“This is me I’m exactly where I’m supposed to be now” ~ “This is me”, Demi Lovato and Joe Jonas

The interesting thing about irony for me is that real irony is far more sincere than earnestness. To accept the absurdity of a situation is to accept the humanness of it. Utter sincerity suggests a kind of belief that one knows all there is to know about a given circumstance. That is not to say that one should ever make light of serious and grave and important issues, but that open and genuine intellectual curiosity should never be a casualty in any situation. Irony is not always funny. Humor is not always ironic. –”

“Coming Home from Irony: An Interview with Percival Everett, Author of So Much Blue”

On August 26, 2019, I walked into my first English class at SUNY Geneseo; I was testing the water in the hope of becoming an English major on the creative writing track. Now that it is December 3, 2019, I’ve learned more about myself as an individual and decided I no longer wanted to be on the English creative writing track, but on the English literature track. Arriving as a freshman, I wanted to be a Political Science major because I was pushed toward becoming a lawyer, but after this class I realized that changing my major was the best decision I made in preparation for the future. While looking for an English 203 class I came across “ENGL-203-03: R&T:Percival Everett Intertextual” I had no idea who Percival Everett was or what the definition of intertextuality was, I did know that it fit into the time slots I had open and it was added. 

After reading multiple works by Percival Everett and watching movies that correlate to his books in this class I believe the epigraph from his interview with Yogita Goyal, serves as a notable through line for the changes I’ve made throughout my Fall 2019 semester and the books we covered. I would like to think that with my deep analysis with Everett this semester I’ve gotten better at finding the deeper meaning of texts along with interpreting what the author is trying to say. Everett says, “to accept the absurdity of a situation is to accept the humanness of it”, this resonates with my everyday life while addressing his own characters life in I Am Not Sidney Poitier.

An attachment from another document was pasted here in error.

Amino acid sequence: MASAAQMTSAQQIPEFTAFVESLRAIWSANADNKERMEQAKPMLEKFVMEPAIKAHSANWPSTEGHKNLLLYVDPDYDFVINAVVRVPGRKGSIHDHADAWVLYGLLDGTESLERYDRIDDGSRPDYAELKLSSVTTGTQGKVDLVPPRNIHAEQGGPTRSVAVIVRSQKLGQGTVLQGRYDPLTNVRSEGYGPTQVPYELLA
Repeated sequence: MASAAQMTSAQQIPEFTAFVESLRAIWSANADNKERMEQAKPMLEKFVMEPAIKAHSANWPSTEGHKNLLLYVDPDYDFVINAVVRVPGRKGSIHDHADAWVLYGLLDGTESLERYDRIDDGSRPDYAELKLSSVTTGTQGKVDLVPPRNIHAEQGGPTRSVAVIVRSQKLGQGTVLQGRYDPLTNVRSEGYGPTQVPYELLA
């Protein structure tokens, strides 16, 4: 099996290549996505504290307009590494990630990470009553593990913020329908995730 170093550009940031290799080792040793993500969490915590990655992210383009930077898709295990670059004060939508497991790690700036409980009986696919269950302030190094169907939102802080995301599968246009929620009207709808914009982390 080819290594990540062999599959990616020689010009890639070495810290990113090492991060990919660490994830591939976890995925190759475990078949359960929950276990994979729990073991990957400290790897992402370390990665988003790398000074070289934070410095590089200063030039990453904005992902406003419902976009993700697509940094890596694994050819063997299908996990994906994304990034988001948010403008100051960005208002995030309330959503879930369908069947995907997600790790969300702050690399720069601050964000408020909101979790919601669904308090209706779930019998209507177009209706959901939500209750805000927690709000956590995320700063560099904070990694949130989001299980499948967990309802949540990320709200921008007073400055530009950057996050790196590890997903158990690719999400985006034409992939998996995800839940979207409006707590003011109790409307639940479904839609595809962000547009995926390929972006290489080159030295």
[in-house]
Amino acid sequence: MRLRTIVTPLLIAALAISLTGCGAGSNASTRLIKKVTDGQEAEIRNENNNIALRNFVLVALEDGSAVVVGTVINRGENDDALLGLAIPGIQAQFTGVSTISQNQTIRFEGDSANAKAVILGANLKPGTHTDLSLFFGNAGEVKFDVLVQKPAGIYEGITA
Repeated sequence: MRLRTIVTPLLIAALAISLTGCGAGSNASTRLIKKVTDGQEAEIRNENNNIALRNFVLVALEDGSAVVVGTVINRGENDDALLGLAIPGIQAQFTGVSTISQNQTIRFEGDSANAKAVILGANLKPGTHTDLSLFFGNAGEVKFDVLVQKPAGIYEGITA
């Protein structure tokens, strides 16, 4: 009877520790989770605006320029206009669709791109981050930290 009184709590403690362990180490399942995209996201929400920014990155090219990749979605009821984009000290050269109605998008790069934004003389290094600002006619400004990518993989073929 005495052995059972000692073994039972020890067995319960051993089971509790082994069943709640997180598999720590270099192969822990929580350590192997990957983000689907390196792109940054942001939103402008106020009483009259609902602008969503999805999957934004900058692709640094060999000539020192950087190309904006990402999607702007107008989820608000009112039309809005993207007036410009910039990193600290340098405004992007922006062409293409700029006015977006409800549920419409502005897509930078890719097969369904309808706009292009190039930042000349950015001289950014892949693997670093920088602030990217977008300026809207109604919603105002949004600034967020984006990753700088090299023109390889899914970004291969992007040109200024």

In the novel titled “I Am Not Sidney Poitier”, the main character Not Sidney goes through various situations within his life, which are absolutely absurd but reflect the great joys of being human. In a scene taken from the movie “The Defiant Ones” Not Sidney decides to drive to Los Angeles to find his mother’s grave and to see where he grew up. Inevitably, Not Sidney was pulled over for being a man of color (48), like many men and women of color today he was racially profiled and charged for crimes that were not legitimate. He was arrested and in the process of being transported to the prison his bus gets into a car accident. Not Sidney and Patrice run away together because they were the only ones conscious and they were handcuffed together. Along the way, they meet a young boy who takes them back to his house, where Patrice falls in love with his sister and they decide to run away together. Arriving early everyone takes a nap except Not Sidney and when the train comes he jumps on alone leaving everyone behind. As preposterous as this situation may seem humanistic attributes are displayed; Not Sidney does not wake anyone up because there would be less weight to carry and was an every man for themselves situation.